Synopses & Reviews
One of the most important contributions in the field of plant ecology during the twentieth century, this definitive survey established the geographical limits, species compositions, and as much as possible of the environmental relations of the communities composing the vegetation of Wisconsin.
"There is much food for thought for the conservationist ... clearly a major contribution for plant ecology in general as well as to the information concerning the vegetation of Wisconsin." —Audubon Magazine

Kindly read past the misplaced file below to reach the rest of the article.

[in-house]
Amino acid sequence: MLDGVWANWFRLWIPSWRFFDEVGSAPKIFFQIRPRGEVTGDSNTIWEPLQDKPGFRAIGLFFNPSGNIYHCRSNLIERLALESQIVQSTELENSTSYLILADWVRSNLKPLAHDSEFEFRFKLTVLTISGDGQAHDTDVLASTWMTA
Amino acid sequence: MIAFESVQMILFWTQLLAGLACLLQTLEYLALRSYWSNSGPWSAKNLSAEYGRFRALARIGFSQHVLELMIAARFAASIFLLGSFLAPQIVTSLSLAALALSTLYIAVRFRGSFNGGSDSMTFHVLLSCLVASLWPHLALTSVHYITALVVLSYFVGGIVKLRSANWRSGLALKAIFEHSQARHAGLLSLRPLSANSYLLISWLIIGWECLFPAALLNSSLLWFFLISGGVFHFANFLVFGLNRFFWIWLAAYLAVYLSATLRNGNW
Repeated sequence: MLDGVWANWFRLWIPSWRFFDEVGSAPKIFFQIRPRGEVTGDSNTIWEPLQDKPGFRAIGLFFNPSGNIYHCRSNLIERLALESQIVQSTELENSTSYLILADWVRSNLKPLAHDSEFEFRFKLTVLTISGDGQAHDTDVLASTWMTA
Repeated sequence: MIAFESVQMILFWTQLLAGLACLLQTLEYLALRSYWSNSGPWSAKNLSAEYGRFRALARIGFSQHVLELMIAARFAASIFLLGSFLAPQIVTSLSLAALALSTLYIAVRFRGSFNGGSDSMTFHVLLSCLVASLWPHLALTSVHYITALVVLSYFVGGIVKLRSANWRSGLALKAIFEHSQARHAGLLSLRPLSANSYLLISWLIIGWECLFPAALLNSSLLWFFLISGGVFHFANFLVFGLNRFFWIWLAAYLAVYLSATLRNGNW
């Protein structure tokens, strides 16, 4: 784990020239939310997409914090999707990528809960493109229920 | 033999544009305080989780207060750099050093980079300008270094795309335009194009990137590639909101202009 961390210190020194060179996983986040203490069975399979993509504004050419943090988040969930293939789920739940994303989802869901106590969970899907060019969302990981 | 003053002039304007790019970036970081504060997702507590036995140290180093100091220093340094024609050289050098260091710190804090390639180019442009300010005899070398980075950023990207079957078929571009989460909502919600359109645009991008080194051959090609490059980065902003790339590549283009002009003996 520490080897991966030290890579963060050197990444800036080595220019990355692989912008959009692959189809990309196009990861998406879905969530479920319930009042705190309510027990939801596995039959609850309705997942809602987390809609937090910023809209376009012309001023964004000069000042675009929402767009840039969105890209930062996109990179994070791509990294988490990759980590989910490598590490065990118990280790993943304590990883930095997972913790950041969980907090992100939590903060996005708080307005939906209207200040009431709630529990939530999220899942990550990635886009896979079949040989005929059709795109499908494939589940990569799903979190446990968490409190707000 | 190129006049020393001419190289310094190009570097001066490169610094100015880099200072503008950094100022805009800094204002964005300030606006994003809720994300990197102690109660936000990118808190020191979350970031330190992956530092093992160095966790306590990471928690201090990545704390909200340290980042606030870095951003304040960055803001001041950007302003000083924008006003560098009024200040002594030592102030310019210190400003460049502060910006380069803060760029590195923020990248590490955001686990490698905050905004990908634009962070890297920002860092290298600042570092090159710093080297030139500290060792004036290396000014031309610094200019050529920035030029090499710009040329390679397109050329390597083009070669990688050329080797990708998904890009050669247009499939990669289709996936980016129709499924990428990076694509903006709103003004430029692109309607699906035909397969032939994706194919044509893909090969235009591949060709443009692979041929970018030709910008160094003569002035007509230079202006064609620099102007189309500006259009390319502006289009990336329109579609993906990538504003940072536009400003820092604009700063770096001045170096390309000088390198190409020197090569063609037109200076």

"No ecologist concerned with the description of plant communities and assessment of their relationships with one another and with the environment can afford to ignore the lucid and penetrating discussion of these problems presented in Professor Curtis's stimulating text." —The Journal of Ecology
About the Author
Until his death in 1961, John T. Curtis had been for many years a professor of Botany at the University of Wisconsin. A scholar of international standing, he had served on advisory panels of the National Science Foundation and had held posts such as the Research Director of the Société Haitiano-Américaine de Développement Agricole and Chairman of the Wisconsin State Board for Preservation of Scientific Areas